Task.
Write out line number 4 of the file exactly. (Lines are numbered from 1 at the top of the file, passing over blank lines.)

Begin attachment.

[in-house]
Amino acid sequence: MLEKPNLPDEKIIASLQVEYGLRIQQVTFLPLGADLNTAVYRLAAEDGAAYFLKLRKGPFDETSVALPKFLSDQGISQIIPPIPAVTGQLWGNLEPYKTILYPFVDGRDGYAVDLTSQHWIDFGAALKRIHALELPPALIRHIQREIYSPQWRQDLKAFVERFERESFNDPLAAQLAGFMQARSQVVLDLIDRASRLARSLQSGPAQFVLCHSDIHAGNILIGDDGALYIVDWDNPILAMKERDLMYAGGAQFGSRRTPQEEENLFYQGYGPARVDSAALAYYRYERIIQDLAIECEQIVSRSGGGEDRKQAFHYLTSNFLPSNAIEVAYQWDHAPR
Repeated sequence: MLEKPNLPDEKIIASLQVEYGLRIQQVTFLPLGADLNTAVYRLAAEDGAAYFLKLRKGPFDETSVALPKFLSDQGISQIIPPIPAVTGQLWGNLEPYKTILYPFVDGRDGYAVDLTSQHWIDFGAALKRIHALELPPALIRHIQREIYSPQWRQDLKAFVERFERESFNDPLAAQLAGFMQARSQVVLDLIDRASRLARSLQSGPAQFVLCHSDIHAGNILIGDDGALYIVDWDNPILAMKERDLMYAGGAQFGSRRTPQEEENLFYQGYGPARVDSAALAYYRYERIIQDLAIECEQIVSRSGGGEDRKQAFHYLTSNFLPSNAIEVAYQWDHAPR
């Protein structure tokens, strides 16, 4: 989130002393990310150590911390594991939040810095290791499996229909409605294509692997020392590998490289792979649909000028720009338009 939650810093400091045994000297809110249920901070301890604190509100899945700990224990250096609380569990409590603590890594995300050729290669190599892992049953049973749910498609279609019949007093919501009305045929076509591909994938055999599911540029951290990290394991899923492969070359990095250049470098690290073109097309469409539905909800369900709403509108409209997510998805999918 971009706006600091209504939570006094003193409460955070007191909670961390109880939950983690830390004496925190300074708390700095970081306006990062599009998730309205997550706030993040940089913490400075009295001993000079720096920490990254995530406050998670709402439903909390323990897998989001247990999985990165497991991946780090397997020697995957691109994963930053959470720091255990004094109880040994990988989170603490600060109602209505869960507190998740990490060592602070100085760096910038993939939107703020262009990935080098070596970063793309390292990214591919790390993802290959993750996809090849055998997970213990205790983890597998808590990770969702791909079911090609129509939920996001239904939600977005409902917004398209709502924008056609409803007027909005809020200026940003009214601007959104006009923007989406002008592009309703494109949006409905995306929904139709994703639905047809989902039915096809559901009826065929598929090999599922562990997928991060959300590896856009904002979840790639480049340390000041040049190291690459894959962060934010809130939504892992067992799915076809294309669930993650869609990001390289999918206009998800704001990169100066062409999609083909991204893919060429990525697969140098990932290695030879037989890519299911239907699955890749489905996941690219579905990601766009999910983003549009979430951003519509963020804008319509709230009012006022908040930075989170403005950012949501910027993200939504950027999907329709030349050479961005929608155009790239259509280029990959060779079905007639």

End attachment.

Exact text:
């Protein structure tokens, strides 16, 4: 989130002393990310150590911390594991939040810095290791499996229909409605294509692997020392590998490289792979649909000028720009338009 939650810093400091045994000297809110249920901070301890604190509100899945700990224990250096609380569990409590603590890594995300050729290669190599892992049953049973749910498609279609019949007093919501009305045929076509591909994938055999599911540029951290990290394991899923492969070359990095250049470098690290073109097309469409539905909800369900709403509108409209997510998805999918 971009706006600091209504939570006094003193409460955070007191909670961390109880939950983690830390004496925190300074708390700095970081306006990062599009998730309205997550706030993040940089913490400075009295001993000079720096920490990254995530406050998670709402439903909390323990897998989001247990999985990165497991991946780090397997020697995957691109994963930053959470720091255990004094109880040994990988989170603490600060109602209505869960507190998740990490060592602070100085760096910038993939939107703020262009990935080098070596970063793309390292990214591919790390993802290959993750996809090849055998997970213990205790983890597998808590990770969702791909079911090609129509939920996001239904939600977005409902917004398209709502924008056609409803007027909005809020200026940003009214601007959104006009923007989406002008592009309703494109949006409905995306929904139709994703639905047809989902039915096809559901009826065929598929090999599922562990997928991060959300590896856009904002979840790639480049340390000041040049190291690459894959962060934010809130939504892992067992799915076809294309669930993650869609990001390289999918206009998800704001990169100066062409999609083909991204893919060429990525697969140098990932290695030879037989890519299911239907699955890749489905996941690219579905990601766009999910983003549009979430951003519509963020804008319509709230009012006022908040930075989170403005950012949501910027993200939504950027999907329709030349050479961005929608155009790239259509280029990959060779079905007639």